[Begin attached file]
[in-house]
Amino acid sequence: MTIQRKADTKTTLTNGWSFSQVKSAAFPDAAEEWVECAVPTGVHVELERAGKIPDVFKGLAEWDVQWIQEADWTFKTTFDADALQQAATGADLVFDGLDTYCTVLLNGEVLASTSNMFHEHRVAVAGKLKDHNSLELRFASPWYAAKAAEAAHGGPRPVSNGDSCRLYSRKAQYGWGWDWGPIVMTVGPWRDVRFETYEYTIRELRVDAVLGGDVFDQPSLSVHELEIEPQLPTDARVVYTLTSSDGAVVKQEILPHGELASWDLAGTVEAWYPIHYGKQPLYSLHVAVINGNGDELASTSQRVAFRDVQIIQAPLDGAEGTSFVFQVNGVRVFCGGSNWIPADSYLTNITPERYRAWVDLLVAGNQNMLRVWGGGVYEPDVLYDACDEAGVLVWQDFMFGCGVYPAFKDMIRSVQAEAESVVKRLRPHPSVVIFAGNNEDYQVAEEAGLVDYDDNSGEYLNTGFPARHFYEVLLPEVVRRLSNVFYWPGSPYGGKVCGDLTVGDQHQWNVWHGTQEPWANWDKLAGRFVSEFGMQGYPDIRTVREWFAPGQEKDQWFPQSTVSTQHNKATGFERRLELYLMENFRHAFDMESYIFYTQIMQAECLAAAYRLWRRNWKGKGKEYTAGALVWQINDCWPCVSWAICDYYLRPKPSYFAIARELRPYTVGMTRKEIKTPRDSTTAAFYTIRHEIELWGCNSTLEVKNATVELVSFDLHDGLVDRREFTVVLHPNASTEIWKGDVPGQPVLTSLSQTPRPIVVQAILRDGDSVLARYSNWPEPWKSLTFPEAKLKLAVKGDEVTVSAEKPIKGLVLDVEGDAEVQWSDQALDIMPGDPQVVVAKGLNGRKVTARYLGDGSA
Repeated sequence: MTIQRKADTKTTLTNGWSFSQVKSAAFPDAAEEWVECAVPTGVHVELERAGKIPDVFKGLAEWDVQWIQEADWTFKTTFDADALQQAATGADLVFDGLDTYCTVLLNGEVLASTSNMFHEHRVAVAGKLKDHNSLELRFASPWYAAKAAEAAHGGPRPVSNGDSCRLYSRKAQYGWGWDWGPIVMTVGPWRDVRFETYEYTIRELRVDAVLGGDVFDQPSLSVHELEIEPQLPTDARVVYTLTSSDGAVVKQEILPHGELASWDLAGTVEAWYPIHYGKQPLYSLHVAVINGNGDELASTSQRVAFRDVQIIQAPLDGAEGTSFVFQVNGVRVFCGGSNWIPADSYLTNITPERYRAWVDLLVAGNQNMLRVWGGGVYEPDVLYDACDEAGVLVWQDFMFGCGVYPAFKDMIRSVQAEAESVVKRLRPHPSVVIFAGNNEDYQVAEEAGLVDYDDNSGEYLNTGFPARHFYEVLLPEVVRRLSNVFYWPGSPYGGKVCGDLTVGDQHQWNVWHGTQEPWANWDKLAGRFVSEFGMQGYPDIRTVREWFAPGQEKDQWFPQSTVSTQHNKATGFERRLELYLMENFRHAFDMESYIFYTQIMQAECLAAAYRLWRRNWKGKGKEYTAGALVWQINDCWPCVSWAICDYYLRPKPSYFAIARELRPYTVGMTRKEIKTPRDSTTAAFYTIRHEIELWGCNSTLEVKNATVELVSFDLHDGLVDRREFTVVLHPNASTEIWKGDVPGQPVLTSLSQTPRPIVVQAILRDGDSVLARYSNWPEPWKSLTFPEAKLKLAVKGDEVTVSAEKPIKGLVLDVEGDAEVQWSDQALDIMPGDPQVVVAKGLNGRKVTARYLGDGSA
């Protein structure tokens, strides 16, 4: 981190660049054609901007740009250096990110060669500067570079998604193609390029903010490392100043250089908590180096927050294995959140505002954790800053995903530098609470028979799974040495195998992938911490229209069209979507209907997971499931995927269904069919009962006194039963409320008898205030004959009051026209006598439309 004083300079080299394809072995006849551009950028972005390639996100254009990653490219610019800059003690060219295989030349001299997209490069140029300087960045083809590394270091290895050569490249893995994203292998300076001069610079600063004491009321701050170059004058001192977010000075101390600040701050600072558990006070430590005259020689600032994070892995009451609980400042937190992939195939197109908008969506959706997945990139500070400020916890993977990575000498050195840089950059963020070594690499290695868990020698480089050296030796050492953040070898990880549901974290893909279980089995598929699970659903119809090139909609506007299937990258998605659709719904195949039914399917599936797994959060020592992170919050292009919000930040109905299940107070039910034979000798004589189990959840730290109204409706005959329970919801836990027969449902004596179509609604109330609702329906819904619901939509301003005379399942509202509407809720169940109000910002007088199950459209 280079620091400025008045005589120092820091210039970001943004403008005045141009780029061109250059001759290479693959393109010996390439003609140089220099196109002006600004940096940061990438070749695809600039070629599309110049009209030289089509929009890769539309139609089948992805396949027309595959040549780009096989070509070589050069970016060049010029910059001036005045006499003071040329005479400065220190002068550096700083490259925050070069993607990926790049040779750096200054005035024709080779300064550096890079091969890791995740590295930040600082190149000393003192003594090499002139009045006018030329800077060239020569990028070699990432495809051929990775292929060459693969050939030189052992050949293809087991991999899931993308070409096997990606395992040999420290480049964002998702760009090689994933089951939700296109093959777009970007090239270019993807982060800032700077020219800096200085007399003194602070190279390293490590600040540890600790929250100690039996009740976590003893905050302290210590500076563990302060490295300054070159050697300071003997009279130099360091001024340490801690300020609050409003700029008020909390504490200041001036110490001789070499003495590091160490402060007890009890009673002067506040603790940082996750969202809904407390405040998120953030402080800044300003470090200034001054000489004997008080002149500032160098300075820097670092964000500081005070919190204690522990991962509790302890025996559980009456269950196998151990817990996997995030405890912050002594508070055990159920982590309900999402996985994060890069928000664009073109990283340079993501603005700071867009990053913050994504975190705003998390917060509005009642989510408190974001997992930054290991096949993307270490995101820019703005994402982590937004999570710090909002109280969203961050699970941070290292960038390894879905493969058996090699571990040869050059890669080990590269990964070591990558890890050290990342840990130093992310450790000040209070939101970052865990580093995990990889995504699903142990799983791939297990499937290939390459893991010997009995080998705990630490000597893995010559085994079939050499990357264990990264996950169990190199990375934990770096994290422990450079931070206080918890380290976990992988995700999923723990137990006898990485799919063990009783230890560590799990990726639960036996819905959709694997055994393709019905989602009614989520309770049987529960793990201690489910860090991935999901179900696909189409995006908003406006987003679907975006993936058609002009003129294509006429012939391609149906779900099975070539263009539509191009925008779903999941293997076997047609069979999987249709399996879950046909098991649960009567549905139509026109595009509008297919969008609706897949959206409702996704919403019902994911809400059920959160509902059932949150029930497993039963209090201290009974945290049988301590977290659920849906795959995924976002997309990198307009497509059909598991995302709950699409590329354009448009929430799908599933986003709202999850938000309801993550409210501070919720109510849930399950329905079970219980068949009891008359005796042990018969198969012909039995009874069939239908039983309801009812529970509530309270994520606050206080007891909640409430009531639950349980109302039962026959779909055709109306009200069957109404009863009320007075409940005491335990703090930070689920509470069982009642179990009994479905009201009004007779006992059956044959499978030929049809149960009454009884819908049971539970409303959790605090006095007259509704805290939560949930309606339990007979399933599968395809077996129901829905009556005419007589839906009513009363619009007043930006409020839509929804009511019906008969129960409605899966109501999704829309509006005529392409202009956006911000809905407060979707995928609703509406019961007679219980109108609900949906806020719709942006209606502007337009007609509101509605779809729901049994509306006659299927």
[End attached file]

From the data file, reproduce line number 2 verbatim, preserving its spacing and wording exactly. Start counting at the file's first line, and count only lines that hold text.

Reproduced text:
Amino acid sequence: MTIQRKADTKTTLTNGWSFSQVKSAAFPDAAEEWVECAVPTGVHVELERAGKIPDVFKGLAEWDVQWIQEADWTFKTTFDADALQQAATGADLVFDGLDTYCTVLLNGEVLASTSNMFHEHRVAVAGKLKDHNSLELRFASPWYAAKAAEAAHGGPRPVSNGDSCRLYSRKAQYGWGWDWGPIVMTVGPWRDVRFETYEYTIRELRVDAVLGGDVFDQPSLSVHELEIEPQLPTDARVVYTLTSSDGAVVKQEILPHGELASWDLAGTVEAWYPIHYGKQPLYSLHVAVINGNGDELASTSQRVAFRDVQIIQAPLDGAEGTSFVFQVNGVRVFCGGSNWIPADSYLTNITPERYRAWVDLLVAGNQNMLRVWGGGVYEPDVLYDACDEAGVLVWQDFMFGCGVYPAFKDMIRSVQAEAESVVKRLRPHPSVVIFAGNNEDYQVAEEAGLVDYDDNSGEYLNTGFPARHFYEVLLPEVVRRLSNVFYWPGSPYGGKVCGDLTVGDQHQWNVWHGTQEPWANWDKLAGRFVSEFGMQGYPDIRTVREWFAPGQEKDQWFPQSTVSTQHNKATGFERRLELYLMENFRHAFDMESYIFYTQIMQAECLAAAYRLWRRNWKGKGKEYTAGALVWQINDCWPCVSWAICDYYLRPKPSYFAIARELRPYTVGMTRKEIKTPRDSTTAAFYTIRHEIELWGCNSTLEVKNATVELVSFDLHDGLVDRREFTVVLHPNASTEIWKGDVPGQPVLTSLSQTPRPIVVQAILRDGDSVLARYSNWPEPWKSLTFPEAKLKLAVKGDEVTVSAEKPIKGLVLDVEGDAEVQWSDQALDIMPGDPQVVVAKGLNGRKVTARYLGDGSA